Help your child make eco-friendly art supplies

Save money and the environment by helping your child make their own eco-friendly, non-toxic fingerpaint and play dough at home.

With the rising cost of art supplies, finding extra money to buy your child finger paints and play dough can be challenging.

The good news is that making your own eco-friendly, non-toxic art supplies at home is easier than you think.

Money saved aside, you’ll also know precisely what is going into them, and most of these recipes can be whipped up in less time than it would take to go to the store.

Homemade play dough

This play dough is not only edible (though it is not tasty, so sampling is strongly discouraged), but it can also be made in about 10 minutes and lasts much longer than store-bought play dough. It is simple to store in plastic containers, resealable bags, or recycled plastic containers from store-bought dough (after it has dried out).

If the homemade dough becomes dry or is left out for too long, work a little water into it, and it will be as good as new.

What you need

  • 1 pan
  • 1 wooden spoon
  • waxed paper
  • 1 cup of flour
  • 1 cup of water
  • 2 teaspoons cream of tartar
  • 1/3 cup salt
  • 1 tablespoon vegetable oil
  • food colouring

How to make it

  1. In a saucepan, combine the flour, cream of tartar and salt.
  2. Add the water and vegetable oil. 
  3. Turn the heat to medium/low and stir for 1 to 2 minutes.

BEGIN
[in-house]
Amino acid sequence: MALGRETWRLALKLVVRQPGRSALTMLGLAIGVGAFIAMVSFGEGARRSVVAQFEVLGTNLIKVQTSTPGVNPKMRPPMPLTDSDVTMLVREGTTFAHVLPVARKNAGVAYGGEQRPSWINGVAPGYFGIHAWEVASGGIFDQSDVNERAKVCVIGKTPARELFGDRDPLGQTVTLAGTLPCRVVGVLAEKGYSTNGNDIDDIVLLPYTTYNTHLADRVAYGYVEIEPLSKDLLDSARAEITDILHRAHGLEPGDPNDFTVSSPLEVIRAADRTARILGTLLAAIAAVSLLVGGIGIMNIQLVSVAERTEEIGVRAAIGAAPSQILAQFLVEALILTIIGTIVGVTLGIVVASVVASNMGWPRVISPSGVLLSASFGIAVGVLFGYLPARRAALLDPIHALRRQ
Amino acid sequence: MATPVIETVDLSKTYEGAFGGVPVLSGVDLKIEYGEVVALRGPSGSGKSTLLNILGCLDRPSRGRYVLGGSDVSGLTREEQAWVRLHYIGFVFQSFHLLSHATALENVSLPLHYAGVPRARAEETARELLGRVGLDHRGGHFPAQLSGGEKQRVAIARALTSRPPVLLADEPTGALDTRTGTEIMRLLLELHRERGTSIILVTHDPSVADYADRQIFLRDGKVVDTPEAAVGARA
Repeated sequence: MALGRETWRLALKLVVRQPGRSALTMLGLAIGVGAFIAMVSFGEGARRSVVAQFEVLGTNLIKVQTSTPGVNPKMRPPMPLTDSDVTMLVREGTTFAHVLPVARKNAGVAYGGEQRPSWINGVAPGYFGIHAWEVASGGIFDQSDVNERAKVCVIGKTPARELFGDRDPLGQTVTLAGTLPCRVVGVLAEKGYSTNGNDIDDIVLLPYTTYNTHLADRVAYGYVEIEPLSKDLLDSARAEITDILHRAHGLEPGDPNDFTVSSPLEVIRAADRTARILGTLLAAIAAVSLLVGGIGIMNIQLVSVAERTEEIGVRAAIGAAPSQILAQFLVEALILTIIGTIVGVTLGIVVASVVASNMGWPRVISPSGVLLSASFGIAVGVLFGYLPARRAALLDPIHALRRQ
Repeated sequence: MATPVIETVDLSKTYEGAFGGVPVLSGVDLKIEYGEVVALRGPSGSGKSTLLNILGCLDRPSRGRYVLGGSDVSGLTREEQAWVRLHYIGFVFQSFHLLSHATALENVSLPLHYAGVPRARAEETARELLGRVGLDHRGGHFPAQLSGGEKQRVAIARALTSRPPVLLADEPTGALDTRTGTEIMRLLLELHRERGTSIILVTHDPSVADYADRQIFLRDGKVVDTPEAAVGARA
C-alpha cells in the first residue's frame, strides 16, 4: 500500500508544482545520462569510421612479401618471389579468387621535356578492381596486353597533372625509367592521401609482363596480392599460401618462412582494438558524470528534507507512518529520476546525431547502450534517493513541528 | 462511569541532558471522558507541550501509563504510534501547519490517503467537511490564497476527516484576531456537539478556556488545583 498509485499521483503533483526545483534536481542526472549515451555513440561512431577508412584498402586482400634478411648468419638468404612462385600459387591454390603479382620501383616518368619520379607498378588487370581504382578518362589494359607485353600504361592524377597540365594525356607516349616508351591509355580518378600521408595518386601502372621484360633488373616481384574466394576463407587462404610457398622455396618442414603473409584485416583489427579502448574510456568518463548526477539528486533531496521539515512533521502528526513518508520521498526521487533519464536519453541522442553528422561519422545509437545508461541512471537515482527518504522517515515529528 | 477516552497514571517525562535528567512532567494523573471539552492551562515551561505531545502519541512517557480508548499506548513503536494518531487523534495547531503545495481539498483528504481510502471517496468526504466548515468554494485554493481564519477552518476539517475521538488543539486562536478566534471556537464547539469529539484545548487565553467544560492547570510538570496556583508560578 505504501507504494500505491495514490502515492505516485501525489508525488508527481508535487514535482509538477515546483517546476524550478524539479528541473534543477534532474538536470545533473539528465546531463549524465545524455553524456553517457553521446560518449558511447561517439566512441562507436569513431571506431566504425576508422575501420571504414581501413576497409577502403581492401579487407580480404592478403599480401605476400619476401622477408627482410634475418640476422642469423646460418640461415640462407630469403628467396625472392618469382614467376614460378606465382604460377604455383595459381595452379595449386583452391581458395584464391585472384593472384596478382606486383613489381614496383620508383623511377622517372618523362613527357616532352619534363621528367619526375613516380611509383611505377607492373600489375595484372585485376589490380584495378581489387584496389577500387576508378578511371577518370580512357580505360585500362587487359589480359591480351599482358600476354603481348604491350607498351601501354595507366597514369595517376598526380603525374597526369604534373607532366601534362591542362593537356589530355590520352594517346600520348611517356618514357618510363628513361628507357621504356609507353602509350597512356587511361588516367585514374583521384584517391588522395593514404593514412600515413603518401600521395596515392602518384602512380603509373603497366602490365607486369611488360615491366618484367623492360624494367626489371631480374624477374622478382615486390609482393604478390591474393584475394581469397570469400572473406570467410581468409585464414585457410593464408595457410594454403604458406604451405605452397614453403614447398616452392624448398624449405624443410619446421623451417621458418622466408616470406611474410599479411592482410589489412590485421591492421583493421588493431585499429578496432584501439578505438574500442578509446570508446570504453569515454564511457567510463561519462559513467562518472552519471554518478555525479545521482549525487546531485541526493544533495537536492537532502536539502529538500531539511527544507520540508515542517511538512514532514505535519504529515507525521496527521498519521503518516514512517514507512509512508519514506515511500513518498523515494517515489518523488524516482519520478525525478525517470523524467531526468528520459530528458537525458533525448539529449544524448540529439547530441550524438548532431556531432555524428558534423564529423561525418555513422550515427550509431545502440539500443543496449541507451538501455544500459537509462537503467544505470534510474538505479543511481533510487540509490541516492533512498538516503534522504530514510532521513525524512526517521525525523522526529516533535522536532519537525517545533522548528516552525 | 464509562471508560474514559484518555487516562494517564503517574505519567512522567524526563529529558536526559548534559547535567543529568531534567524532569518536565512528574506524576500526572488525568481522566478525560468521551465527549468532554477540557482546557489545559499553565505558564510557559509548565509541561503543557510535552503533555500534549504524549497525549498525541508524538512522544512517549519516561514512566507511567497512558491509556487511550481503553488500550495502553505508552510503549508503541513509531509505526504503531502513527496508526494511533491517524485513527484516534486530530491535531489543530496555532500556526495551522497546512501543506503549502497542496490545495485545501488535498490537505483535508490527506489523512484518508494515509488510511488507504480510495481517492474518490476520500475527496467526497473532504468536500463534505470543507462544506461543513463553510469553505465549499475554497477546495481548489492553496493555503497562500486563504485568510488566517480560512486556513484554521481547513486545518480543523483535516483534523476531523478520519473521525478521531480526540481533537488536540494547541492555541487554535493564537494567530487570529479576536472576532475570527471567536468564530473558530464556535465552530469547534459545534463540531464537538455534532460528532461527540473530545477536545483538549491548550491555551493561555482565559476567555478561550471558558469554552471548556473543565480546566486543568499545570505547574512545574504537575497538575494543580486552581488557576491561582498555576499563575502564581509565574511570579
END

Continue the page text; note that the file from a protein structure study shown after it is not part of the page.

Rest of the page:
4. Add a few drops of food colouring. 
  5. Keep stirring until the dough clumps around the spoon and forms a big lump.
  6. Remove from pan and allow to cool on waxed paper. 
  7. After it has cooled, knead the dough to eliminate lumps.


Through sensory play, finger painting is an excellent way for children to explore, learn, and develop. It encourages children’s creativity when they can feel the cool, squishy texture of the paint and experiment with colour and patterns. It’s also a good way for kids to express themselves.

What you need

  • 1 large bowl
  • 1 wooden spoon
  • 2 cups white flour
  • 2 cups cold water
  • Food colouring

How to make it

  1. Pour cold water into a large bowl.
  2. Slowly stir the flour into the bowl.
  3. After mixing it well, divide it into smaller bowls and add food colouring as desired.

Watercolour paint

This watercolour paint is inexpensive and available in virtually any colour or scent your child prefers. Purchase unsweetened drink mixes because sugary varieties will result in very sticky fingers and kitchen surfaces.

What you need

  • Hot water
  • Unsweetened powdered drink mix (of any flavour or colour)

How to make it

  1. Place a tablespoon of drink mix in a bowl and add a small amount of hot water until the powder is dissolved and the paint is the consistency you want. 
  2. Add more powder for thicker paint and more water for thinner paint. 
  3. Mix and match the flavours of the drink mix to create new scents and colours. Your child’s art will even keep the fruity smell after it dries!

Play-with-your-food fingerpaint

This edible fingerpaint variation is especially enjoyable for children under the age of one who are still exploring food, textures, and feeding themselves. There is no need for paper; allow them to “paint” their high chair tray. Give your toddlers this paint and brushes, and send them to the bathtub for a fun twist. They can have fun painting in the bath, but they will need an extra rinse when they are finished! 

What you need

  • Plain yoghurt or vanilla pudding
  • Food colouring
  • Powdered drink mix or cocoa powder 

How to make it

  1. Add the desired amount of yoghurt or pudding to the containers. 
  2. Mix in food colouring and powdered drink or cocoa powder. 

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